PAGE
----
Last week, the Bossier Parish School Board unanimously awarded the job to assistant superintendent for administration and personnel Jason Rowland. Oddly, he was the only applicant in contrast to the last several occasions when the district hired a superintendent, perhaps because the district over this span only promoted from within and this discouraged outside candidates and in-home potential candidates who considered Rowland’s ascension as inevitable.

In the months leading up to his promotion Rowland worked on establishing school-based health clinics, both permanent and rotating, on the belief that this would discourage absenteeism. Indeed, since the onset of the Wuhan coronavirus pandemic and lingering beyond that, nationally truancy (defined as a student missing at least 10 percent of class days) has doubled to about one in five.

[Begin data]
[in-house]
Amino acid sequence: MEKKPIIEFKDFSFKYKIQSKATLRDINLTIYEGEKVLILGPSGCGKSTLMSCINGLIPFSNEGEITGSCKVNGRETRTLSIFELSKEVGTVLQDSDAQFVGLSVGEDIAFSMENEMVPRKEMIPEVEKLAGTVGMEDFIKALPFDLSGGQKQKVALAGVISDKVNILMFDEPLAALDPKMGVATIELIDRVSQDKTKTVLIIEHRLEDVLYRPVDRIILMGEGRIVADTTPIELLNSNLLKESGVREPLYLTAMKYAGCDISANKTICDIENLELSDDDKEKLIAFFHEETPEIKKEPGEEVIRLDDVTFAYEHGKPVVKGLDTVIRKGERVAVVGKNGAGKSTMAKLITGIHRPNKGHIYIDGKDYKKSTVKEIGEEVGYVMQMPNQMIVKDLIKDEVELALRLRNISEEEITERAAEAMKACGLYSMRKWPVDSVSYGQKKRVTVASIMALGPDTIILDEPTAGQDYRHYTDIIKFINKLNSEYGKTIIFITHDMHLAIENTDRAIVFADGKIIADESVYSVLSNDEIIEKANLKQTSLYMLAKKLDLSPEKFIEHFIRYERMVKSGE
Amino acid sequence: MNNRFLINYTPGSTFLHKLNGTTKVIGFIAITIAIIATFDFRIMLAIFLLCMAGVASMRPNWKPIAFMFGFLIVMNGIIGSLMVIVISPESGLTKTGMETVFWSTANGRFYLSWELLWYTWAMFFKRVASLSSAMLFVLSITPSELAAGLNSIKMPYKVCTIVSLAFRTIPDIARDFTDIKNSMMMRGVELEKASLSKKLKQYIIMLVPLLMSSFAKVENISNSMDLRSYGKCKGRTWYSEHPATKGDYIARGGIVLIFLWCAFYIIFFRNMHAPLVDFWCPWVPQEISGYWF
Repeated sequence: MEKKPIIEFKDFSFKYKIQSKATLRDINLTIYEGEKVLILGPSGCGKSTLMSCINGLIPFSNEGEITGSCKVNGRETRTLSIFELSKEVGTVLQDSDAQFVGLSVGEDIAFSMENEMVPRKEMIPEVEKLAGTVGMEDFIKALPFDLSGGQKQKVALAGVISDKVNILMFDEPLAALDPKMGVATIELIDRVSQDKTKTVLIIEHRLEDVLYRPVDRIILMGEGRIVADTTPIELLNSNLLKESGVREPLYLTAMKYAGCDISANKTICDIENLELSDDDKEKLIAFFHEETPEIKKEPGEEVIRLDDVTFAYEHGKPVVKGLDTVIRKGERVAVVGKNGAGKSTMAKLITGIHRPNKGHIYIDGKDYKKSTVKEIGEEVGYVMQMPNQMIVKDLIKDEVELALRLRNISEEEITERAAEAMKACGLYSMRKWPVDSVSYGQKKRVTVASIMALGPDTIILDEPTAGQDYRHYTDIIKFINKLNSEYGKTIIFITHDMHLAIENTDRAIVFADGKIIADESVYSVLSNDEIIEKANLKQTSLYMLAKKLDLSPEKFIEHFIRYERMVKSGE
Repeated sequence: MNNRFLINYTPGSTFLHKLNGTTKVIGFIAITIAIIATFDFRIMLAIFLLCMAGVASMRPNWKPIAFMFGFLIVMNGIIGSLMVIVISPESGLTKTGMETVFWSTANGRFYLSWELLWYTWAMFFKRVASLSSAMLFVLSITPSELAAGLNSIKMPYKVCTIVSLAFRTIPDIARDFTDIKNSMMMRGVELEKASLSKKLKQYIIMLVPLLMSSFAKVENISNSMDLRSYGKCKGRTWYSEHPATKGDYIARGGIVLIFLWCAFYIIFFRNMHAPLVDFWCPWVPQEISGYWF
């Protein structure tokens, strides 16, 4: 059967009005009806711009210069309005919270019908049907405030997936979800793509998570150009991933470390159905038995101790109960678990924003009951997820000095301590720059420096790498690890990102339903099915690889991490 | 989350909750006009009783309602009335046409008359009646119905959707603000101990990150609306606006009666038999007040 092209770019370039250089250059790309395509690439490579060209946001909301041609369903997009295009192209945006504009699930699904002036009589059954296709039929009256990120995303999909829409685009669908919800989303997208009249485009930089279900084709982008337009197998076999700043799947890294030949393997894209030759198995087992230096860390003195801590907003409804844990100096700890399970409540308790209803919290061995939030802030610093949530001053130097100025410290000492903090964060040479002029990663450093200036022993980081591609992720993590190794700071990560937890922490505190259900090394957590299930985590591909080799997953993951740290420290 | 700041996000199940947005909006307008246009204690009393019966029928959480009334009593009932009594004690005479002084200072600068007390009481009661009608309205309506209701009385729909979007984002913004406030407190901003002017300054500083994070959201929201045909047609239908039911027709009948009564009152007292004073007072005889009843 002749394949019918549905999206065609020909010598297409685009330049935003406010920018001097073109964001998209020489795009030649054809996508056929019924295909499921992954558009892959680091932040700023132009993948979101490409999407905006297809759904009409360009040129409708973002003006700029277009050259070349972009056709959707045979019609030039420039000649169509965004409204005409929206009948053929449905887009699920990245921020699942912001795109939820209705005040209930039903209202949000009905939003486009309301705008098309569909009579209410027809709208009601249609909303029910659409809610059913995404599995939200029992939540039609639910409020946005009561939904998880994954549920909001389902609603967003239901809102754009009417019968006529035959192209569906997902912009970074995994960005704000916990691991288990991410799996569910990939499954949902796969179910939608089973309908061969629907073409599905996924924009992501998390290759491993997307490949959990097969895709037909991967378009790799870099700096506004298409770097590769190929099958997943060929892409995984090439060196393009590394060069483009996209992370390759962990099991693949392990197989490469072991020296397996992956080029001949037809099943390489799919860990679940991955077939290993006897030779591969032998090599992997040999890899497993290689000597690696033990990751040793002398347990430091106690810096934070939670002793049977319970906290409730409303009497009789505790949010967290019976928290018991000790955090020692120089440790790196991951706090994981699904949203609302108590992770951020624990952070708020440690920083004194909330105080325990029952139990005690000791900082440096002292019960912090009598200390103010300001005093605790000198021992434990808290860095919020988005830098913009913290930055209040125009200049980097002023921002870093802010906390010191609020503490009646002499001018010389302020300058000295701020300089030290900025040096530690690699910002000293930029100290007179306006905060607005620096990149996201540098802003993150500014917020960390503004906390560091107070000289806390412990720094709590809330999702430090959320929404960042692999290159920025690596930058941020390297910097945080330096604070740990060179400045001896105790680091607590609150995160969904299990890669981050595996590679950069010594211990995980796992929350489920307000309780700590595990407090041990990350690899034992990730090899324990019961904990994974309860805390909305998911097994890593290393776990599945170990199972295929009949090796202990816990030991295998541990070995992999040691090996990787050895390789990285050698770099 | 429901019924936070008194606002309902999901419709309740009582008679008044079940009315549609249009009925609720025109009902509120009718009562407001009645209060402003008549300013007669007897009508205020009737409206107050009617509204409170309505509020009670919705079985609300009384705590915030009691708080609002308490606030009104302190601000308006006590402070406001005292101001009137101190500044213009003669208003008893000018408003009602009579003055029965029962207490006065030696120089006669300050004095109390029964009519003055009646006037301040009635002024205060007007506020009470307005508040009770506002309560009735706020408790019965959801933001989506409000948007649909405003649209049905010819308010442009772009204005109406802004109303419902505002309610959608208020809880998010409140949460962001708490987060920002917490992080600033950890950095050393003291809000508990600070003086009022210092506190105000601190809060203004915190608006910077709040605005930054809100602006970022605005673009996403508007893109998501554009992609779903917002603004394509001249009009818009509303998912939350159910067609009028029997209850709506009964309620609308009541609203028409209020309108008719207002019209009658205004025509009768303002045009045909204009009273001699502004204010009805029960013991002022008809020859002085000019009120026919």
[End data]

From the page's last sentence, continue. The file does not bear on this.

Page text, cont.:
Edwards leaves LA worse off than he found it

It’s legacy-salvaging time as the embers die on the Democrat Gov. John Bel Edwards Administration, with a full-bore effort to turn impossibly a sow’s ear into a silk purse.

At the specific policy level, for example, you have its Commissioner of Administration trying to stave off the undoing by incoming governor Republican Atty. Gen. Jeff Landry of a costly and counterproductive taxpayer-funded parental leave scheme for state employees while proclaiming “History is going to look very favorably on … Edwards and what he’s done.” This shilling is backed more broadly by a propaganda campaign using tax dollars touting alleged accomplishments, if not reframing failures.

Dardenne is dead wrong: if history is kind, it will relegate the Edwards years as a footnote; if bluntly realistic, it will register the 2016-23 period as one where his policies botched economic growth and development and coarsened society while privileging special interests at the expense of Louisianans – all in all, a retreat into the past following an agenda that disserved the state for decades. The data leave no other assessment possible.


Unwelcome paid leave time bomb needs excising